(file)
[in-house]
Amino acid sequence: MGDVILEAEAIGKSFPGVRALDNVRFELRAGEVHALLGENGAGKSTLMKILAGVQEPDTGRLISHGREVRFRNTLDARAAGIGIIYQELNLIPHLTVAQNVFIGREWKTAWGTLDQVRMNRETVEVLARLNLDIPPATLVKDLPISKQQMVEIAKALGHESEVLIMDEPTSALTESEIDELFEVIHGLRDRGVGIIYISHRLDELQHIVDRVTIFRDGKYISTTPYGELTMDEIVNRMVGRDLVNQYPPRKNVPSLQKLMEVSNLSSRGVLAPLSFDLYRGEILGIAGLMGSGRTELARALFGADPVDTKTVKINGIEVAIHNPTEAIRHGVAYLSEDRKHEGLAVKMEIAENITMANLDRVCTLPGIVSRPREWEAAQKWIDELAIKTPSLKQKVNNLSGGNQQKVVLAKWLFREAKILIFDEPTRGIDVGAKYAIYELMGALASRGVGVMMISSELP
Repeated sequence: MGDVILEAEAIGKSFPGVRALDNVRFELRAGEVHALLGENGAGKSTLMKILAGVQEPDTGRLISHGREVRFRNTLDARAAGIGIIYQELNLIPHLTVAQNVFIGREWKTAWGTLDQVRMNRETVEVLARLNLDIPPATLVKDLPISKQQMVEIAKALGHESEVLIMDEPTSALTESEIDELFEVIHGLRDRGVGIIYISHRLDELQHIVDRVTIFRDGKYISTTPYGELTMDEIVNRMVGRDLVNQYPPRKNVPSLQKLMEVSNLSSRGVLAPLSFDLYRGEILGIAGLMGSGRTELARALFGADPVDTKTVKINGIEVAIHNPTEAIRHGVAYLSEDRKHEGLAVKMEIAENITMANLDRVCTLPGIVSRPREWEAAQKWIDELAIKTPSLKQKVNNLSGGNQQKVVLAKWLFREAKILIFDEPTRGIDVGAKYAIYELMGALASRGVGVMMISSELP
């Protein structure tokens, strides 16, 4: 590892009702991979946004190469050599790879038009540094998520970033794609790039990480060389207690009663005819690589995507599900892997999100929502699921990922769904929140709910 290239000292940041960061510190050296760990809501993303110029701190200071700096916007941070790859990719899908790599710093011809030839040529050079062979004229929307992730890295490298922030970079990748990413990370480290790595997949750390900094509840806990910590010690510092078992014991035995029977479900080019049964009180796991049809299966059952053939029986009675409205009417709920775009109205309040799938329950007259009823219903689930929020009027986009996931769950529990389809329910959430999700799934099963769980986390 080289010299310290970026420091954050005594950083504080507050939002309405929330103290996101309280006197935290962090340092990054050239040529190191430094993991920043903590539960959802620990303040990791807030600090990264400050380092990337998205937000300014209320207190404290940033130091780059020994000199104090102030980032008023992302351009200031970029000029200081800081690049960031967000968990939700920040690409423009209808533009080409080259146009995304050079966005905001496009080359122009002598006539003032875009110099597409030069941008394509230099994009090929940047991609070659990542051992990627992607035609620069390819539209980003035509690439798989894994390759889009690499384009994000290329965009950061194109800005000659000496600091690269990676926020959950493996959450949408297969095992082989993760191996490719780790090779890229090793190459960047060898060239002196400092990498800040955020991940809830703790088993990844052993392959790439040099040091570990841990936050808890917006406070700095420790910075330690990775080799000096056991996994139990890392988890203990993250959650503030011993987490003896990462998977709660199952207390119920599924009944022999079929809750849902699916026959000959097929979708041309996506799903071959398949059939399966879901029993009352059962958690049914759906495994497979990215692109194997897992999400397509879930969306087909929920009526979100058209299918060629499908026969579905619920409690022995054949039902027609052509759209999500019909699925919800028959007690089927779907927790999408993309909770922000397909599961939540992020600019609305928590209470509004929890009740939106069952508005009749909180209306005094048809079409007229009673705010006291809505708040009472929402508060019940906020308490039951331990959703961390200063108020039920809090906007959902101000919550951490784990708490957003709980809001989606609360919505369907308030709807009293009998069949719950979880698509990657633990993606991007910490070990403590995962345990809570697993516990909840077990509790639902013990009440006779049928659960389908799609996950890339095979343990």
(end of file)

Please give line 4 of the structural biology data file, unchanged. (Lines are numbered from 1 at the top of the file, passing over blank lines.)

């Protein structure tokens, strides 16, 4: 590892009702991979946004190469050599790879038009540094998520970033794609790039990480060389207690009663005819690589995507599900892997999100929502699921990922769904929140709910 290239000292940041960061510190050296760990809501993303110029701190200071700096916007941070790859990719899908790599710093011809030839040529050079062979004229929307992730890295490298922030970079990748990413990370480290790595997949750390900094509840806990910590010690510092078992014991035995029977479900080019049964009180796991049809299966059952053939029986009675409205009417709920775009109205309040799938329950007259009823219903689930929020009027986009996931769950529990389809329910959430999700799934099963769980986390 080289010299310290970026420091954050005594950083504080507050939002309405929330103290996101309280006197935290962090340092990054050239040529190191430094993991920043903590539960959802620990303040990791807030600090990264400050380092990337998205937000300014209320207190404290940033130091780059020994000199104090102030980032008023992302351009200031970029000029200081800081690049960031967000968990939700920040690409423009209808533009080409080259146009995304050079966005905001496009080359122009002598006539003032875009110099597409030069941008394509230099994009090929940047991609070659990542051992990627992607035609620069390819539209980003035509690439798989894994390759889009690499384009994000290329965009950061194109800005000659000496600091690269990676926020959950493996959450949408297969095992082989993760191996490719780790090779890229090793190459960047060898060239002196400092990498800040955020991940809830703790088993990844052993392959790439040099040091570990841990936050808890917006406070700095420790910075330690990775080799000096056991996994139990890392988890203990993250959650503030011993987490003896990462998977709660199952207390119920599924009944022999079929809750849902699916026959000959097929979708041309996506799903071959398949059939399966879901029993009352059962958690049914759906495994497979990215692109194997897992999400397509879930969306087909929920009526979100058209299918060629499908026969579905619920409690022995054949039902027609052509759209999500019909699925919800028959007690089927779907927790999408993309909770922000397909599961939540992020600019609305928590209470509004929890009740939106069952508005009749909180209306005094048809079409007229009673705010006291809505708040009472929402508060019940906020308490039951331990959703961390200063108020039920809090906007959902101000919550951490784990708490957003709980809001989606609360919505369907308030709807009293009998069949719950979880698509990657633990993606991007910490070990403590995962345990809570697993516990909840077990509790639902013990009440006779049928659960389908799609996950890339095979343990």